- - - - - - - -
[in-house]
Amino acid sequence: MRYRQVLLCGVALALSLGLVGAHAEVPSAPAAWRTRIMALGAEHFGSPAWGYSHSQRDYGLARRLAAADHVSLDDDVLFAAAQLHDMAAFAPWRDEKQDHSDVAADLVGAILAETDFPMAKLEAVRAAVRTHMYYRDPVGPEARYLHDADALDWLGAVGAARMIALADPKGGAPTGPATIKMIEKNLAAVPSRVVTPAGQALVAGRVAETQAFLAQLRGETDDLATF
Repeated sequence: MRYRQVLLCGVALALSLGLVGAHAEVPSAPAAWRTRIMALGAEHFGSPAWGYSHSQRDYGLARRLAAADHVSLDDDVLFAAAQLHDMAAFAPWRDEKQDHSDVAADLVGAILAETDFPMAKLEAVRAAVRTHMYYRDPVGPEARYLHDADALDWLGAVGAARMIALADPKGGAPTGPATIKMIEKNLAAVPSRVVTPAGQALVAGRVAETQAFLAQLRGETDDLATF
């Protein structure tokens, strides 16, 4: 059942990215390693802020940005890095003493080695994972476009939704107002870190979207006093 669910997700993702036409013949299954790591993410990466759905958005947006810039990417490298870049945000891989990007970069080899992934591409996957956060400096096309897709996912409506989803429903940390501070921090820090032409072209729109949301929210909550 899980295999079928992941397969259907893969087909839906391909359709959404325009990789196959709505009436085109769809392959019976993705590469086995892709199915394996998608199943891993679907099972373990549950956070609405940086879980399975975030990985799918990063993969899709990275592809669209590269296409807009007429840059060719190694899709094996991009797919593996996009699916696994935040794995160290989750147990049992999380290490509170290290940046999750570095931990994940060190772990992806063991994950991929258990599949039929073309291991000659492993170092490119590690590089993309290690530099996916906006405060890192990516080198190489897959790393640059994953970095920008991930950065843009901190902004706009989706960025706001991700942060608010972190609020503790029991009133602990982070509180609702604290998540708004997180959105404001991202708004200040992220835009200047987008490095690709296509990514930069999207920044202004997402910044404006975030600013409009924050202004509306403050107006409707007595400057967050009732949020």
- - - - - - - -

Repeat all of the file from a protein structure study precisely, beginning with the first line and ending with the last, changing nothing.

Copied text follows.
[in-house]
Amino acid sequence: MRYRQVLLCGVALALSLGLVGAHAEVPSAPAAWRTRIMALGAEHFGSPAWGYSHSQRDYGLARRLAAADHVSLDDDVLFAAAQLHDMAAFAPWRDEKQDHSDVAADLVGAILAETDFPMAKLEAVRAAVRTHMYYRDPVGPEARYLHDADALDWLGAVGAARMIALADPKGGAPTGPATIKMIEKNLAAVPSRVVTPAGQALVAGRVAETQAFLAQLRGETDDLATF
Repeated sequence: MRYRQVLLCGVALALSLGLVGAHAEVPSAPAAWRTRIMALGAEHFGSPAWGYSHSQRDYGLARRLAAADHVSLDDDVLFAAAQLHDMAAFAPWRDEKQDHSDVAADLVGAILAETDFPMAKLEAVRAAVRTHMYYRDPVGPEARYLHDADALDWLGAVGAARMIALADPKGGAPTGPATIKMIEKNLAAVPSRVVTPAGQALVAGRVAETQAFLAQLRGETDDLATF
């Protein structure tokens, strides 16, 4: 059942990215390693802020940005890095003493080695994972476009939704107002870190979207006093 669910997700993702036409013949299954790591993410990466759905958005947006810039990417490298870049945000891989990007970069080899992934591409996957956060400096096309897709996912409506989803429903940390501070921090820090032409072209729109949301929210909550 899980295999079928992941397969259907893969087909839906391909359709959404325009990789196959709505009436085109769809392959019976993705590469086995892709199915394996998608199943891993679907099972373990549950956070609405940086879980399975975030990985799918990063993969899709990275592809669209590269296409807009007429840059060719190694899709094996991009797919593996996009699916696994935040794995160290989750147990049992999380290490509170290290940046999750570095931990994940060190772990992806063991994950991929258990599949039929073309291991000659492993170092490119590690590089993309290690530099996916906006405060890192990516080198190489897959790393640059994953970095920008991930950065843009901190902004706009989706960025706001991700942060608010972190609020503790029991009133602990982070509180609702604290998540708004997180959105404001991202708004200040992220835009200047987008490095690709296509990514930069999207920044202004997402910044404006975030600013409009924050202004509306403050107006409707007595400057967050009732949020």